Longitudinal Trends in Neutralizing Antibodies, B and T Memory Cell Decay in Vaccinated Individuals

This study using vaccine naive individual and previously infected patients may suggest that boosters may not be required for most younger persons with healthy immune systems

A group from UPenn looked at this phenomenon in a small study published as a preprint last week. (Goel R.R., Painter, M.M., Apostolidis, S.A., and Mathew, D. et al. bioRxiv 2021.08.23.457229 August 23, 2021).They collected and examined blood samples from 61 individuals, 45 SARS-CoV-2 naïve, and 16 who had recovered from COVID-19. The study was over six months. From the 45 SARS-CoV-2 naïve individuals, they were able to chart the behavior of the immune response post mRNA vaccine series. Since the group that had recovered from COVID-19 had a similar immune response to those who were vaccinated, they were given a shot of either mRNA vaccine. That allowed the group to study how a booster would work.

Main Take Home Points From The Study

  • Neutralizing antibody levels decayed in all individuals but were still detectable at six months.
  • Functional memory B-cell responses, including those for the receptor-binding domain (RBD) of the alpha, beta, and delta variants, were generated by the mRNA vaccines and continued to increase as of 6 months.
  • Most memory B-cells generated by the mRNA vaccines were capable of cross-binding variants of concern (VOCs).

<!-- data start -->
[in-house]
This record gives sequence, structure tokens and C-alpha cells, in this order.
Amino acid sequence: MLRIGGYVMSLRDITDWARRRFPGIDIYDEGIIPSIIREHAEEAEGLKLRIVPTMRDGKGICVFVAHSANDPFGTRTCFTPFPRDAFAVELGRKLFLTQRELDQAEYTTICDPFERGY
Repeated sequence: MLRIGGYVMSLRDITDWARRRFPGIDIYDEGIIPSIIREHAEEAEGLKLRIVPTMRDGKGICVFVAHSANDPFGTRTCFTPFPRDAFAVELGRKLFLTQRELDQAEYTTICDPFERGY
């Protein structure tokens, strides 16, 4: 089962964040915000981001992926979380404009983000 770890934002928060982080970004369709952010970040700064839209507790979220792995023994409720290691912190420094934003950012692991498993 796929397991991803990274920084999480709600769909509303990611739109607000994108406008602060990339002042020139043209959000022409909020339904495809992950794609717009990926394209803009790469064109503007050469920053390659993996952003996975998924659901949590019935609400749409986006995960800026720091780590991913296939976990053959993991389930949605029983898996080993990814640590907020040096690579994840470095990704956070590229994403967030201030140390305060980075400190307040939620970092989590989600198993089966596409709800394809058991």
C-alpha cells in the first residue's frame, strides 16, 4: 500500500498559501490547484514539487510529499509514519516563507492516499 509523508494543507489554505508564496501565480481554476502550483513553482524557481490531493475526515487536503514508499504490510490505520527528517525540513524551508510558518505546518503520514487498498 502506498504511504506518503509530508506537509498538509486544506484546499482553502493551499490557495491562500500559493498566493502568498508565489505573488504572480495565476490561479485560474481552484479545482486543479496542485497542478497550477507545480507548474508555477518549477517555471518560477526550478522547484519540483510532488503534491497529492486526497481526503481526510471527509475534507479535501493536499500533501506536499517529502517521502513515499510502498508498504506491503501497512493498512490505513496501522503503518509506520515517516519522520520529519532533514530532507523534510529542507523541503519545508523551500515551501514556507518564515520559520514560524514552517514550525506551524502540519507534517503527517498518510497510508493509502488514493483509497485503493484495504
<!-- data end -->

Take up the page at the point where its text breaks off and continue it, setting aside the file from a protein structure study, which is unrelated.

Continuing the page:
• Vaccinated persons produced more memory B-cells that could bind the different variants than those recovering from a mild form of COVID-19.
  • The antigens also boosted cells which are markers of memory T-cell action: CD4+ and CD8+.
  • In the group that got the booster, neutralizing antibody levels increased in the short term but decayed in 3- 6 months.
  • The vaccines are doing what they are meant to do; prevent severe disease and death.

Every single data set from hospitals, counties, states, and countries with good vaccination rates show a great dichotomy between hospitalizations for vaccinated and unvaccinated. The vaccines do not impart sterilizing immunity. Thus, vaccinated folks may still harbor the virus even if it is not viable (Shamier, MC et al. medRxiv 2021.08.20.21262158). Also, the memory cells may not kick in early enough to protect some people, especially those over 65 and the immunocompromised. However, they protect a large group of vaccinees and help reduce the virus’ replication and mutation (Niesen MJM et al. medRxiv 2021.07.01.21259833).

Therefore, in the absence of good data it is very likely that more vulnerable individuals, those with impaired immune system and those older than 65 years may be the ones who really need a booster. So please get the shots, mask up when indoors to protect yourself and the vulnerable ones around you, and above all, stay safe!

By Nana Dadzie Ghansah an anesthesiologist who practices in Lexington, Kentucky


A physician providing primary medical care to patients across the lifespan